History Book Reviews (page 94)

Released: Jan. 1, 2001

"Belongs in every basic modern science collection."
Here's the ultimate challenge for writer and reader: a book about nothing. Read full book review >
PINOCHET AND ME by Marc Cooper
Released: Jan. 1, 2001

"A powerful page-turner—its only flaw is its brevity."
A thrilling yet heartrending account of an American journalist's experiences in Chile from the rise of Allende to the trial of Pinochet. Read full book review >

TO KILL A NATION by Michael Parenti
Released: Jan. 1, 2001

"Extremely disturbing, but, for the brave, jolting and necessary reading."
Prominent social critic Parenti (History as Mystery, 1999, etc.) pens a fierce, elegantly constructed elegy not just for the lives sacrificed in the Balkan wars, but for concepts of national sovereignty and constitutionality, which appear to be lost to a corporate-sanctioned new world order. Read full book review >
ANTHONY BLUNT by Miranda Carter
Released: Jan. 1, 2001

"Many books recount Blunt's espionage; this one is a complete biography that does him justice. (16 illustrations)"
British journalist Carter limns the complex life and fascinating times of the eminent art historian best known for being exposed in 1979 as a former Soviet spy. Read full book review >
MATTERS OF STATE by Philip Hamburger
Released: Jan. 1, 2001

"Marvelous, gentle, uncynical, lyrical—everything that American politics itself is not."
More than 50 years' worth of reminiscences from a longtime political observer. Read full book review >

Released: Jan. 1, 2001

One of the boldest contributions to the history of the Holocaust in the last decade. Read full book review >
Released: Jan. 1, 2001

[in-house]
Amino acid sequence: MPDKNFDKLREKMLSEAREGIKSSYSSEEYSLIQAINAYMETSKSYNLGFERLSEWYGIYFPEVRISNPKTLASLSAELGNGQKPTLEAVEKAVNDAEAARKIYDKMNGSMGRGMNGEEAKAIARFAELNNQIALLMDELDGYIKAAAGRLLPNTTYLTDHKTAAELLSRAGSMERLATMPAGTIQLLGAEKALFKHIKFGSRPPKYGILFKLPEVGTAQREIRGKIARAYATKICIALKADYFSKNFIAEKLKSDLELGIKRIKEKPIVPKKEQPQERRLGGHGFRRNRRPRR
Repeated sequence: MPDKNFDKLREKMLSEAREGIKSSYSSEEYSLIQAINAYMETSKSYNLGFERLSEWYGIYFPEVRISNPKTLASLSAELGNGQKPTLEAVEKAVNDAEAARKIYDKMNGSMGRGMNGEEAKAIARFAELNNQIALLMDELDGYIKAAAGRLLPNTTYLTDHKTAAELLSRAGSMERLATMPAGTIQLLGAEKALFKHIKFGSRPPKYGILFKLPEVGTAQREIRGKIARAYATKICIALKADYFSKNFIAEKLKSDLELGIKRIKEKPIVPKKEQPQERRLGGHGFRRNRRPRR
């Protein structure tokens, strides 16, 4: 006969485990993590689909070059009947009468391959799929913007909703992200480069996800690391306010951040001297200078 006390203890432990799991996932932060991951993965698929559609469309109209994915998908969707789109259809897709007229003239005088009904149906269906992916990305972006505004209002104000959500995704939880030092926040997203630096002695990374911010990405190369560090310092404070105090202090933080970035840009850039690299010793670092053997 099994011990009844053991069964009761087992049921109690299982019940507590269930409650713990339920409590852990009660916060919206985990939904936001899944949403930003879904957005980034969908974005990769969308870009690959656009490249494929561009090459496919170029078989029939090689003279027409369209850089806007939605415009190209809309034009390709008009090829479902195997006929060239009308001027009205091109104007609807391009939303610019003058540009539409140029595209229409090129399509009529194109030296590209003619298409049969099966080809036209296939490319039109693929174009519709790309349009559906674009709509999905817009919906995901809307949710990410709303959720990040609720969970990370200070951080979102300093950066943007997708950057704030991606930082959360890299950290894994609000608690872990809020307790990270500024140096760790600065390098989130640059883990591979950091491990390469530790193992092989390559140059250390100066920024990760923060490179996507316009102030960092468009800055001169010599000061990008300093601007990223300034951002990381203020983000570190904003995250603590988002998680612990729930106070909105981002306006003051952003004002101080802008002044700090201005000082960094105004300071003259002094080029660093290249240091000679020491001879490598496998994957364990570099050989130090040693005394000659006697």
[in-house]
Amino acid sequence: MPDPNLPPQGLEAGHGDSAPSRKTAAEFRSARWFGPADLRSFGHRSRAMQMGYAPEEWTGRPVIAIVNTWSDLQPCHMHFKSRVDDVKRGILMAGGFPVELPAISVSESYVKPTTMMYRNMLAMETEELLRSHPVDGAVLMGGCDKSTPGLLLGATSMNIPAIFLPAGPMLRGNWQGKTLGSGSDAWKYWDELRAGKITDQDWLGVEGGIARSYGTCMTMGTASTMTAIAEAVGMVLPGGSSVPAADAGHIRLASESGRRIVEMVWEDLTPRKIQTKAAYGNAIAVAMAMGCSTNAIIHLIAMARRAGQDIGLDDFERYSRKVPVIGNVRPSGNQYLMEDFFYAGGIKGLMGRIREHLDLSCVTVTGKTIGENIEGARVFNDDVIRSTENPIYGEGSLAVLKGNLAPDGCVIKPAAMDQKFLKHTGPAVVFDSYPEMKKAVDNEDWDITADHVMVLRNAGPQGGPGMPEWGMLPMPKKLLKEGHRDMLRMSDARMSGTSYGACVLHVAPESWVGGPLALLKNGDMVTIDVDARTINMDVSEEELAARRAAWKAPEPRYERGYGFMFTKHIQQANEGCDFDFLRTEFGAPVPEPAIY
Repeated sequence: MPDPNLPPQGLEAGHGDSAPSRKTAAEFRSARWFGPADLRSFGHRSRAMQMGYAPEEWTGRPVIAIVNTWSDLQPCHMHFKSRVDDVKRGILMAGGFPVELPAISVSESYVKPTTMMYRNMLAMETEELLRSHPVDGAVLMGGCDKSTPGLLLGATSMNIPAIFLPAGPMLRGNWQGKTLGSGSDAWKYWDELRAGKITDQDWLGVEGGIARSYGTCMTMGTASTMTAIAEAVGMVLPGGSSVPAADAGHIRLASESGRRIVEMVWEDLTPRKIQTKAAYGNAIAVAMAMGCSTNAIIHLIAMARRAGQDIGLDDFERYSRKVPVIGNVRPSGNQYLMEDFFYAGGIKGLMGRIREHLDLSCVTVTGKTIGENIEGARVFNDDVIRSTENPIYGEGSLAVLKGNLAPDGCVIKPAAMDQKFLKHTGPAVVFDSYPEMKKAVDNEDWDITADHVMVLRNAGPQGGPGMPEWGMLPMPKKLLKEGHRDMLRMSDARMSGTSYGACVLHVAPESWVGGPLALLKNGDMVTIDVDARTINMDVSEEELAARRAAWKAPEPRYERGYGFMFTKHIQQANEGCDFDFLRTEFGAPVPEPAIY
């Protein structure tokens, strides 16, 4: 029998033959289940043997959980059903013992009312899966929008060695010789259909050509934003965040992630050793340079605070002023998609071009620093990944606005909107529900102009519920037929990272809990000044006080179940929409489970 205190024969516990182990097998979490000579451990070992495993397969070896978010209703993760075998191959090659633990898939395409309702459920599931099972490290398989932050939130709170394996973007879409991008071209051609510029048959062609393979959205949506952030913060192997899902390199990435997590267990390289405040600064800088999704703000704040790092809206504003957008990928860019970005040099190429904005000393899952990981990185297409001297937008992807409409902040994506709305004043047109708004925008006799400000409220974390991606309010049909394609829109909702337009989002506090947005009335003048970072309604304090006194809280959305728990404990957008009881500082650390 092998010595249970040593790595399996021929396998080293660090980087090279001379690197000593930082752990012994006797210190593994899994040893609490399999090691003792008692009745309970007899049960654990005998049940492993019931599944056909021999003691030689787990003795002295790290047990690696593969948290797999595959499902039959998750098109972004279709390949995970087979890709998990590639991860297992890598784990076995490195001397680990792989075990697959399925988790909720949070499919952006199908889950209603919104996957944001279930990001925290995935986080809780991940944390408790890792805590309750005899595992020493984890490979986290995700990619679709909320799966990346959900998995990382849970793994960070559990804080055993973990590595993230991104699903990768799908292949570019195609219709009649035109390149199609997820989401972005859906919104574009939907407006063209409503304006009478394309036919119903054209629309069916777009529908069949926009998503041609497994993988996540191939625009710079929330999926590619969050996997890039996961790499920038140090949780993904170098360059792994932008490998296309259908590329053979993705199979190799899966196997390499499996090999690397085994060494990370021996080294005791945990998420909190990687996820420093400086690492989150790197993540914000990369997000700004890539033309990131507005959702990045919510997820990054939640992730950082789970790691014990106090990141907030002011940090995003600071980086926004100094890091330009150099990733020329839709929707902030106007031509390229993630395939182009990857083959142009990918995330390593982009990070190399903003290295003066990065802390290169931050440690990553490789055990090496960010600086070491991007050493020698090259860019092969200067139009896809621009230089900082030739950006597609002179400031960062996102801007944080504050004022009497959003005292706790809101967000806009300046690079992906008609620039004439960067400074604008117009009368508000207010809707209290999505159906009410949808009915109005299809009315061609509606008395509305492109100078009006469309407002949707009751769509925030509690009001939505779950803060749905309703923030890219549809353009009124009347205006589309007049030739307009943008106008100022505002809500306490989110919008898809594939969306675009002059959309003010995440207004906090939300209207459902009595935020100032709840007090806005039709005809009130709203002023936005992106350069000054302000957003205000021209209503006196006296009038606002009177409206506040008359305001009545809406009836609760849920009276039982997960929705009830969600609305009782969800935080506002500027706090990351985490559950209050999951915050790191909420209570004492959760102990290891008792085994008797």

"Wrapped in well-researched history and presented in exemplary prose, this elegy of a lost time recalls the verse of Wilfred Owen and Rupert Brooke. (2 maps, 8 pages b&w photos, not seen)"
A small tale extracted from the annals of the "War to End All Wars," by historical biographer Macintyre (The Napoleon of Crime, 1997, etc.), proves powerful and evocative. Read full book review >
Released: Jan. 1, 2001

"A top-drawer biography, at once scholarly and popular, generous in its intelligence, rich in context and anecdote. (Halftones and maps)"
Another sublime contribution to the historical literature of the American West from Worster (The Wealth of Nature, 1993, etc.). Read full book review >
ELIZABETH by David Starkey
Released: Dec. 2, 2000

"Reveals a livelier Liz: lovely, clever, wise, and—like all the other Tudors—possessed of the 'besetting sin' of 'rapacity.' (16 pp. color photos and illustrations)"
In brisk, bracing prose, a freelance historian follows England's first Queen Elizabeth from birth to the early days of her reign. Read full book review >
Released: Dec. 1, 2000

"Anecdotal and sometimes breezy, yet carefully argued, Gottlieb's narrative rescues philosophy from the dusty textbooks."
A superbly literate, wide-ranging survey of Western thought over two and a half millennia. Read full book review >
OUR VIETNAM by A.J. Langguth
Released: Nov. 15, 2000

"A grimly powerful procession of folly and tragedy."
An epic account of America's involvement in Vietnam by a historian who covered much of the war for the New York Times. Read full book review >
Released: Nov. 1, 2000

"Diligent scholarship and brilliant storytelling: a fascinating study that dispels many popular myths regarding America's colonization."
A spellbinding narrative on the preliminary attempts at colonization of North America by the British. Read full book review >
Kirkus Interview
Nelson DeMille
May 26, 2015

After a showdown with the notorious Yemeni terrorist known as The Panther, in Nelson DeMille’s latest suspense novel Radiant Angel, NYPD detective John Corey has left the Anti-Terrorist Task Force and returned home to New York City, taking a job with the Diplomatic Surveillance Group. Although Corey's new assignment with the DSG-surveilling Russian diplomats working at the U.N. Mission-is thought to be "a quiet end," he is more than happy to be out from under the thumb of the FBI and free from the bureaucracy of office life. But Corey realizes something the U.S. government doesn't: The all-too-real threat of a newly resurgent Russia. “Perfect summer beach reading, with or without margaritas, full of Glock-and-boat action,” our reviewer writes. View video >